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Big Star: Nothing Can Hurt Me: Eloquent tribute to a band too good for the music biz

Big Star: Nothing Can Hurt Me is a documentary about the commercial failure, subsequent critical acclaim and enduring legacy of Big Star.

3 out of 4 stars

Big Star: Nothing Can Hurt Me
Directed by
Drew DeNicola, Olivia Mori

Reviewing Big Star's 1974 album Radio City, the famed rock critic Robert Christgau asked if it was possible for rock music to be catchy and twisted at the same time. The question turned out to be prophetic. Despite their sun-kissed melodies and barbed guitar hooks, Big Star proved a little too esoteric for the pop mainstream of a dumbed-down decade. Instead, they settled for being one of the most beloved and influential American cult bands of all time.

Not to mention one of the unluckiest, in ways that went beyond the vagaries of marketing and rock-radio playlists. Drew DeNicola and Olivia Mori's lovingly assembled documentary inventories the near-misses and noble failures that comprised Big Star's short career, as well as the tragedies that occurred after they'd stopped recording.

The group's music was always fragile – not even Brian Wilson wrote a teenage-bedroom ballad as tender or tremulous as Thirteen or I'm in Love with a Girl – and so were its members. As the film shows, co-founders Alex Chilton (a one-time teen idol) and Chris Bell (a wannabe recording engineer) were both sensitive souls who fed off of each other's creativity and clashed severely when their dreams of overnight stardom failed to coalesce.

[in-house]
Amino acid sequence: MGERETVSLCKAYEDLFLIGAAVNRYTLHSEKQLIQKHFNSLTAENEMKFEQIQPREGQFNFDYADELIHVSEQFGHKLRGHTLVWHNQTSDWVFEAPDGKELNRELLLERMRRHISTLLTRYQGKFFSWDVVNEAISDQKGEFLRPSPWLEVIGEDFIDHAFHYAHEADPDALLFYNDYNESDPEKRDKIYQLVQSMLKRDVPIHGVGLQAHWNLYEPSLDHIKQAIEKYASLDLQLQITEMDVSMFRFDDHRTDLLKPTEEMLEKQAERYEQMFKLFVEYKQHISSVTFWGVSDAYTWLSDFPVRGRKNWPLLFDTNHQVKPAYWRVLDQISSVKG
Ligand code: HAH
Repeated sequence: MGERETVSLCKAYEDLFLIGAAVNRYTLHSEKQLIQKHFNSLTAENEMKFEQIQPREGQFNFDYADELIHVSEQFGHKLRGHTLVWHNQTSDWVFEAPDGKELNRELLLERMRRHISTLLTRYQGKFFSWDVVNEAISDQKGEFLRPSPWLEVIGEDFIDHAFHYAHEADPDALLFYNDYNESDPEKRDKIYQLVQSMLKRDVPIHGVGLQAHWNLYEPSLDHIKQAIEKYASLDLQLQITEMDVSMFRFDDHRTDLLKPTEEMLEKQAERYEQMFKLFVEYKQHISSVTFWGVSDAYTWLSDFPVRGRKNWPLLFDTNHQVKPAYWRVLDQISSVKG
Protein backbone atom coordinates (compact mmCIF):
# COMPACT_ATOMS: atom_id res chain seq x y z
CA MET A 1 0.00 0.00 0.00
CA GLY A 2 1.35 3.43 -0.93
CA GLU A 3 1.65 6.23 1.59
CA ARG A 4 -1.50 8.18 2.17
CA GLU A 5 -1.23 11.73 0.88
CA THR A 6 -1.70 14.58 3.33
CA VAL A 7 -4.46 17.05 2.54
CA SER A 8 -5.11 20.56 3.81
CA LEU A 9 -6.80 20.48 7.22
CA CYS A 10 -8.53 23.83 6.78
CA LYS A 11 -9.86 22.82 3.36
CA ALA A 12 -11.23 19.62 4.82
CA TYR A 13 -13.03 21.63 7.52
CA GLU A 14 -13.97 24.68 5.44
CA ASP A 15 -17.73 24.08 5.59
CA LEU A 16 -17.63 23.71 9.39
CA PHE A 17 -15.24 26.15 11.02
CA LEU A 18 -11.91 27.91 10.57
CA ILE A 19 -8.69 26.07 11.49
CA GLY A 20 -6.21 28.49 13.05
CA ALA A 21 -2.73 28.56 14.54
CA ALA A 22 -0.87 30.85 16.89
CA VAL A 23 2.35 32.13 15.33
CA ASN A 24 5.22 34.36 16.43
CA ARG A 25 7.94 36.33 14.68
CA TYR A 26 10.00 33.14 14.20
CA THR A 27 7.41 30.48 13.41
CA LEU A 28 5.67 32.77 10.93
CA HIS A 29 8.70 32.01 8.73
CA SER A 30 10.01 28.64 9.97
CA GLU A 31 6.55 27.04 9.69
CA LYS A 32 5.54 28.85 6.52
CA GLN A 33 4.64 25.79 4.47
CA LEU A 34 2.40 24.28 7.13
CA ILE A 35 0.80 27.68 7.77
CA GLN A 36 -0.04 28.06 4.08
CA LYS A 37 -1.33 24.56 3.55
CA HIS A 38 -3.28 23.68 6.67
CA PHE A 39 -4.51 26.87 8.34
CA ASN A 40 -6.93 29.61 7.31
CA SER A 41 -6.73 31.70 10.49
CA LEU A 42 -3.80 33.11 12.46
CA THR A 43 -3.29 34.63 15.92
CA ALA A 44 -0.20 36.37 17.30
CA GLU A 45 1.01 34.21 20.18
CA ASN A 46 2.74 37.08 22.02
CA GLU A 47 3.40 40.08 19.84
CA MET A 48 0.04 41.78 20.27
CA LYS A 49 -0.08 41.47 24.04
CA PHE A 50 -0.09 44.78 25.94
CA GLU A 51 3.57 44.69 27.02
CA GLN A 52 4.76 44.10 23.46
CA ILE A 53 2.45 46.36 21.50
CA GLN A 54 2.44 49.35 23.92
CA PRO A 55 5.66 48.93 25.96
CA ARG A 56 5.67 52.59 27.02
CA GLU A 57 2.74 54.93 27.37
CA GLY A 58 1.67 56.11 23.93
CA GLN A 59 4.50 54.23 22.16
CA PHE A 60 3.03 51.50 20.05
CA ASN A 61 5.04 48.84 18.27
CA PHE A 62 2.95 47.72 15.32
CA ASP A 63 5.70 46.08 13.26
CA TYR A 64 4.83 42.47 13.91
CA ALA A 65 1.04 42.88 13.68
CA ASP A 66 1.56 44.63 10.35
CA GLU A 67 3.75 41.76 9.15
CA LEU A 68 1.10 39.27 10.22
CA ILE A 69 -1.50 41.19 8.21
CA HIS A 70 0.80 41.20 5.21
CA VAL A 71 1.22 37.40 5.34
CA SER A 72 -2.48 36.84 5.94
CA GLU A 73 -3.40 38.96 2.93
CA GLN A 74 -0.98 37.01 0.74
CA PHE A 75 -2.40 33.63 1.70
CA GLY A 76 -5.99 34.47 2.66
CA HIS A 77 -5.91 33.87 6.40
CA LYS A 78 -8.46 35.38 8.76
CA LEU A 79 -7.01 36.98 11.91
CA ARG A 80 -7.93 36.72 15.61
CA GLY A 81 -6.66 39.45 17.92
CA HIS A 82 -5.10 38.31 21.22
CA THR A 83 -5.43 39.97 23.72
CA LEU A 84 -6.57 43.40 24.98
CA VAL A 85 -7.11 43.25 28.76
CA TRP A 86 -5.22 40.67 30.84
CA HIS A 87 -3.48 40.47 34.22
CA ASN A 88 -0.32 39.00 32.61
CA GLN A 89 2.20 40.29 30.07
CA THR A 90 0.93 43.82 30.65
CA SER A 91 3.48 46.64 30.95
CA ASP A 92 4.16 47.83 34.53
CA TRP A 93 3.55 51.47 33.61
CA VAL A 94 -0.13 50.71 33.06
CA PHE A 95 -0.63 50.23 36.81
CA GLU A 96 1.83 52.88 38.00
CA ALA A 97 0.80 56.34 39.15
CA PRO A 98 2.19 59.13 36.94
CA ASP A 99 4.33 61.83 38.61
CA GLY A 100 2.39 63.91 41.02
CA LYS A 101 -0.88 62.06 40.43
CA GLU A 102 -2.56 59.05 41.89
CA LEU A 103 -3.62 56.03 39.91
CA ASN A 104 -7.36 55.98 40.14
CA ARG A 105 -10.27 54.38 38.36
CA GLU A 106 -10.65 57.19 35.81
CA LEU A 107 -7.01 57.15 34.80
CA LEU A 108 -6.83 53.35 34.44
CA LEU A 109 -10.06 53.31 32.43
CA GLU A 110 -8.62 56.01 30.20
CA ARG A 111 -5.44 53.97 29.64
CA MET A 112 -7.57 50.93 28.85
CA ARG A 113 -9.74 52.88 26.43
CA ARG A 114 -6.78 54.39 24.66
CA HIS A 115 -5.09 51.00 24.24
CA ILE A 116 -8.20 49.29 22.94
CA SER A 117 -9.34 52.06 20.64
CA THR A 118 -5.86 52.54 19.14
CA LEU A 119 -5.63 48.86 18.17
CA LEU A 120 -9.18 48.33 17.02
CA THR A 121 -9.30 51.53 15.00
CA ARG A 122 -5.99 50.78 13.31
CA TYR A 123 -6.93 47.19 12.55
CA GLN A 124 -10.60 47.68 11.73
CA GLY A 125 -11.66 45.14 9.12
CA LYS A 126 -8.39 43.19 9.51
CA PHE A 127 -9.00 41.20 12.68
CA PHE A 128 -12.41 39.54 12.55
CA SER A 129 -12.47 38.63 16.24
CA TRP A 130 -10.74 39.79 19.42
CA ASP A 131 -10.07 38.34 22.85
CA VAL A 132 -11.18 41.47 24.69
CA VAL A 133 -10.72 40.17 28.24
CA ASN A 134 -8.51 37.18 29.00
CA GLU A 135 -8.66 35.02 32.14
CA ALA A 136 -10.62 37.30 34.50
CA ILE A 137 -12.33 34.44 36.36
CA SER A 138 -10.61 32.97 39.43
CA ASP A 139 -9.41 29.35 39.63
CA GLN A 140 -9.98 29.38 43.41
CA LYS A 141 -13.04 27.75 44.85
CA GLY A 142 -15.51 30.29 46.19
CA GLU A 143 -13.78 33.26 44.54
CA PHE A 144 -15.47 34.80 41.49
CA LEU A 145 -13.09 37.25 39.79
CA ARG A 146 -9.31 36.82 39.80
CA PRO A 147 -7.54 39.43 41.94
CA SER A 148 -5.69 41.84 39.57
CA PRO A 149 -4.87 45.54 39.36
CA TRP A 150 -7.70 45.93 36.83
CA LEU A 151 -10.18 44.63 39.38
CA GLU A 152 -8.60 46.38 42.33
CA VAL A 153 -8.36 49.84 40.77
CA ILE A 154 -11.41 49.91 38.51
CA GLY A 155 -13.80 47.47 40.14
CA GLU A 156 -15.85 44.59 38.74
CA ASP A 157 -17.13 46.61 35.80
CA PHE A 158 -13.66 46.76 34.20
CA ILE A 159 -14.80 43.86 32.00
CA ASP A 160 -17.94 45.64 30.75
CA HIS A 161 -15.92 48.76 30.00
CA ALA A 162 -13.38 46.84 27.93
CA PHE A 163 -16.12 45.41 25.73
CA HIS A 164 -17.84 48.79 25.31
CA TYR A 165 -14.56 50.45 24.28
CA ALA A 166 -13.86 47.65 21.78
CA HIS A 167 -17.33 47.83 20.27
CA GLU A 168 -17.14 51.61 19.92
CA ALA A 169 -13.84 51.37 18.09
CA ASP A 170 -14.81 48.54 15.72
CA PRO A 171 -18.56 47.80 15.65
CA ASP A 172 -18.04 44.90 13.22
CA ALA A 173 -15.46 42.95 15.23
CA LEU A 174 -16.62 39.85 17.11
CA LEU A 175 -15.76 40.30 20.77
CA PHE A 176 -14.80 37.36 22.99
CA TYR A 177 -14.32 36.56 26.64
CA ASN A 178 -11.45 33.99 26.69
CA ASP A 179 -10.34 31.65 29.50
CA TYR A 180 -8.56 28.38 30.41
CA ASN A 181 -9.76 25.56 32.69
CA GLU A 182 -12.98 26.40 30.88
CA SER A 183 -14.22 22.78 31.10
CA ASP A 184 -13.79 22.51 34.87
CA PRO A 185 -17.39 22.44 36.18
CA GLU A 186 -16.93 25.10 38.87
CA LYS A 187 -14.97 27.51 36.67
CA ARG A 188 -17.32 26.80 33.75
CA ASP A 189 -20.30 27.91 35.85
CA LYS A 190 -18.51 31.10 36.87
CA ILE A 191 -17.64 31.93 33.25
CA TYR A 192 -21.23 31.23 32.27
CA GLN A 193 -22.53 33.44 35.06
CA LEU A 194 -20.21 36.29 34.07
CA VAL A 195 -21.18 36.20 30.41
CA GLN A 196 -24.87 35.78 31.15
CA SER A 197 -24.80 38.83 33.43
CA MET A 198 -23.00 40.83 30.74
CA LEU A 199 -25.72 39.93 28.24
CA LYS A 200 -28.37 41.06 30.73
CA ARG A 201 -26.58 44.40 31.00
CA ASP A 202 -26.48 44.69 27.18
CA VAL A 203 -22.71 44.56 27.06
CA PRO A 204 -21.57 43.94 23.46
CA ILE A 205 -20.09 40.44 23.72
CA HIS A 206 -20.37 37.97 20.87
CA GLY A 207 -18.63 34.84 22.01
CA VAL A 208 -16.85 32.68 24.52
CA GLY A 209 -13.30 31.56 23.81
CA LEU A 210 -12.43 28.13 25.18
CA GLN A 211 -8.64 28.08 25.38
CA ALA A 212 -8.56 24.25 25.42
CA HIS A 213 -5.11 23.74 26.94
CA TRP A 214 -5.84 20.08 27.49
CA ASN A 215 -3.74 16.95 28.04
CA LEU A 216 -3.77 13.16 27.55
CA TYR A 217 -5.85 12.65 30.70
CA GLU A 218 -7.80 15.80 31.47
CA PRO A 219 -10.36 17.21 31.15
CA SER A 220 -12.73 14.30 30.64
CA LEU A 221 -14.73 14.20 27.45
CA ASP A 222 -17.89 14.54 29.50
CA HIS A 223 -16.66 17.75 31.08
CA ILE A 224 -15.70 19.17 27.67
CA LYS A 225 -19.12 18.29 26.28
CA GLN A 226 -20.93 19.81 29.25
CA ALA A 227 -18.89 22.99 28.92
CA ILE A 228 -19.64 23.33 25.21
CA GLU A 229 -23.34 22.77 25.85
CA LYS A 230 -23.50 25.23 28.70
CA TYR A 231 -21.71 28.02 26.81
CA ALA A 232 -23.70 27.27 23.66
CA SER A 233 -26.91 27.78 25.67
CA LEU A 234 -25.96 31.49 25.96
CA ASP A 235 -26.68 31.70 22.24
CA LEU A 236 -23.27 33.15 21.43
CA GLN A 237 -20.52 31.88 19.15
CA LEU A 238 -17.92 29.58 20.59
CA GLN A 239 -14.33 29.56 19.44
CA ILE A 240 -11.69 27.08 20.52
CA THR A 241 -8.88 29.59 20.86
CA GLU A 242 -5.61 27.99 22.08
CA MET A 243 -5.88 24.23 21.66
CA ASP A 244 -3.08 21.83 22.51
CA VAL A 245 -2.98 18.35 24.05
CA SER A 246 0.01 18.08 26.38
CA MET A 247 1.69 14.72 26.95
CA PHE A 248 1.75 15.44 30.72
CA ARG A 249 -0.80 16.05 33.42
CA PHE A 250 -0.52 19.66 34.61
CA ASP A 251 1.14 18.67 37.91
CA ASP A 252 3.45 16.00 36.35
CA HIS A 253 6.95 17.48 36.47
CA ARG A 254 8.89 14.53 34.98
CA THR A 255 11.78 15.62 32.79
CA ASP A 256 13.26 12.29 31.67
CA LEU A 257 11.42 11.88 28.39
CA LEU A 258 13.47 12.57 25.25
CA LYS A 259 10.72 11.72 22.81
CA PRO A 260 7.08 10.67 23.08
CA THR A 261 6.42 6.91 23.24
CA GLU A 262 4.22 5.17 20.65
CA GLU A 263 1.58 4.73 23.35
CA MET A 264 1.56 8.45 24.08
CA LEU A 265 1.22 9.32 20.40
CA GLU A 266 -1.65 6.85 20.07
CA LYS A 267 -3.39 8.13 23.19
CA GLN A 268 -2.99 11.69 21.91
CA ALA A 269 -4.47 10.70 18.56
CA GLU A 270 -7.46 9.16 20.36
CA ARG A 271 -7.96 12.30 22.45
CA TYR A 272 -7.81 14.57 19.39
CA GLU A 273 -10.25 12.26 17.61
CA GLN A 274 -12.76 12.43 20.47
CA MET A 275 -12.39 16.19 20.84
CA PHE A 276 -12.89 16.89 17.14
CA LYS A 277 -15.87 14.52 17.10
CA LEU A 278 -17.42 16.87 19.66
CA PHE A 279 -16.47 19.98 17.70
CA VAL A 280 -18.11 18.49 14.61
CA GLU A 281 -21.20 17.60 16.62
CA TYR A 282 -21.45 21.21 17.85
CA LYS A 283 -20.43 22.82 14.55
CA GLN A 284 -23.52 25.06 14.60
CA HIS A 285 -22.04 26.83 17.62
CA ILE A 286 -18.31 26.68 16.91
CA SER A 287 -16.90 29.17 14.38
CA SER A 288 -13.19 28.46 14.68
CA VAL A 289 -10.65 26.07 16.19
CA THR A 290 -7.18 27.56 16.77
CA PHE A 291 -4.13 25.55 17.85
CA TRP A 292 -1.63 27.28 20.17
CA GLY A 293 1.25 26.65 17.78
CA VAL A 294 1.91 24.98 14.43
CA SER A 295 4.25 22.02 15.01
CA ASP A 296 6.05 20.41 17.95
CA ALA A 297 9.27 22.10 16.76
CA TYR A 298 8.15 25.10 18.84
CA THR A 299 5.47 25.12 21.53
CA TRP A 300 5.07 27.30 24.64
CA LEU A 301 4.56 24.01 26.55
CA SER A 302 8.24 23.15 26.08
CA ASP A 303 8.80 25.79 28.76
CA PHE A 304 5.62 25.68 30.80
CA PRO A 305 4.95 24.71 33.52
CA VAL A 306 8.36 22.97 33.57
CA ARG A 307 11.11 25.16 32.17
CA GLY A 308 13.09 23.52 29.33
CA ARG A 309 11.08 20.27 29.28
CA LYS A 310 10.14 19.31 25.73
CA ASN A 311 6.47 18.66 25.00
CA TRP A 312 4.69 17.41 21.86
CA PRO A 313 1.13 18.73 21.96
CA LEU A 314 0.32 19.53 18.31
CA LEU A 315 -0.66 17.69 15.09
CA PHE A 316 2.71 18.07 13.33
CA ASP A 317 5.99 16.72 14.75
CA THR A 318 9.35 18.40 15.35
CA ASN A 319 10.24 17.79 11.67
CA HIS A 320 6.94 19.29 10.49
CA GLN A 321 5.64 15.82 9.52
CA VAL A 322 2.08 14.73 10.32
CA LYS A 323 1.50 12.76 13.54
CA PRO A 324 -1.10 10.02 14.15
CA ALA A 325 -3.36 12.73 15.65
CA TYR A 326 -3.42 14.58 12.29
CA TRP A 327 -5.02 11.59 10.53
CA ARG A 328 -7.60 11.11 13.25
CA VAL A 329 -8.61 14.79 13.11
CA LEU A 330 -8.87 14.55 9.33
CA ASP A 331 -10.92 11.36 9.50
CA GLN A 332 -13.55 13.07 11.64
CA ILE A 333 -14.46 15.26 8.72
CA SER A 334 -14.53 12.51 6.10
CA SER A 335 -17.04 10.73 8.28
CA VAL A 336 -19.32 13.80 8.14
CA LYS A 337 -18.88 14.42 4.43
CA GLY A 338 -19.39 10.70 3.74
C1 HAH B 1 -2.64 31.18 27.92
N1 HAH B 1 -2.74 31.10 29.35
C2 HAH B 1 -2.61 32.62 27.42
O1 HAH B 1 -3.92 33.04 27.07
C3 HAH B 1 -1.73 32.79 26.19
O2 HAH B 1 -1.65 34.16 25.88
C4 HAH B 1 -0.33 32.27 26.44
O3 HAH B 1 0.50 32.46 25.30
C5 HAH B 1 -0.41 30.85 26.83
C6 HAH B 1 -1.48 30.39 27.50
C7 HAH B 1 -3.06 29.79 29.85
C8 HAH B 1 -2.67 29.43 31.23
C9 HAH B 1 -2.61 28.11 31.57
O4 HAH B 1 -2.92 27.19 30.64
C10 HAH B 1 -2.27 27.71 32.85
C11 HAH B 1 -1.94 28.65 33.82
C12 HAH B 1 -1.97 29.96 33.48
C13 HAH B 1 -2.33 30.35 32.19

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For the uninitiated, Nothing Can Hurt Me will be a revelation as far as the music is concerned, while those familiar with the group will appreciate its combination of detail and empathy. Fans and novices alike might agree that the film is too long, however. Jam-packed with archival footage and interviews with family members, former associates and celebrity admirers, the movie is comprehensive to a fault.

And yet, for all of the clutter, Nothing Can Hurt Me is defined by a sense of absence. Neither Bell (who died in an automobile accident in 1978) nor Chilton (who declined to be interviewed before his death by a heart attack in 2010) appear to talk on the record. DeNicola and Mori find plenty of people to speak on their behalf, but in the end, it's the songs that provide the most eloquent and lasting testimony.

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About the Author

Adam Nayman is a contributing editor for Cinema Scope and writes on film for Montage, Sight and Sound, Reverse Shot and Cineaste. He is a lecturer at Ryerson and the University of Toronto and his first book, a critical study of Paul Verhoeven's SHOWGIRLS, will be published in 2014 by ECW Press. More


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